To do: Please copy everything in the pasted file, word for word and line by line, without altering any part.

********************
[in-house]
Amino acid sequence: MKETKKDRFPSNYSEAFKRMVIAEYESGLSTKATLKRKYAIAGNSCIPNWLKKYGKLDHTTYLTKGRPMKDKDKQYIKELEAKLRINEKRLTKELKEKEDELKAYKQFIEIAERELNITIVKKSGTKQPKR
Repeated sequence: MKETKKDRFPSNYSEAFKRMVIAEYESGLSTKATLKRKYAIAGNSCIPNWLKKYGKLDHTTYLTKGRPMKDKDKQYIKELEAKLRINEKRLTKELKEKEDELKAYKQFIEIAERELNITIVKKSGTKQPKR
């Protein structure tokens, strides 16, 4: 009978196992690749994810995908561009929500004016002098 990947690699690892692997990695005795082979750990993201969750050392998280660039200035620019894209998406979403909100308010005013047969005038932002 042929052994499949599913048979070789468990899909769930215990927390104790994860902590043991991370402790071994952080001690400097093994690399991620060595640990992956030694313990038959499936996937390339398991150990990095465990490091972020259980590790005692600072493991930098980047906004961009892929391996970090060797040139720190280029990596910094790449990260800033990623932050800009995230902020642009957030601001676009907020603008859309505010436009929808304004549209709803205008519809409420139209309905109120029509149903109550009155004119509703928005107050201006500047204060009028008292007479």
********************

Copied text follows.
[in-house]
Amino acid sequence: MKETKKDRFPSNYSEAFKRMVIAEYESGLSTKATLKRKYAIAGNSCIPNWLKKYGKLDHTTYLTKGRPMKDKDKQYIKELEAKLRINEKRLTKELKEKEDELKAYKQFIEIAERELNITIVKKSGTKQPKR
Repeated sequence: MKETKKDRFPSNYSEAFKRMVIAEYESGLSTKATLKRKYAIAGNSCIPNWLKKYGKLDHTTYLTKGRPMKDKDKQYIKELEAKLRINEKRLTKELKEKEDELKAYKQFIEIAERELNITIVKKSGTKQPKR
């Protein structure tokens, strides 16, 4: 009978196992690749994810995908561009929500004016002098 990947690699690892692997990695005795082979750990993201969750050392998280660039200035620019894209998406979403909100308010005013047969005038932002 042929052994499949599913048979070789468990899909769930215990927390104790994860902590043991991370402790071994952080001690400097093994690399991620060595640990992956030694313990038959499936996937390339398991150990990095465990490091972020259980590790005692600072493991930098980047906004961009892929391996970090060797040139720190280029990596910094790449990260800033990623932050800009995230902020642009957030601001676009907020603008859309505010436009929808304004549209709803205008519809409420139209309905109120029509149903109550009155004119509703928005107050201006500047204060009028008292007479």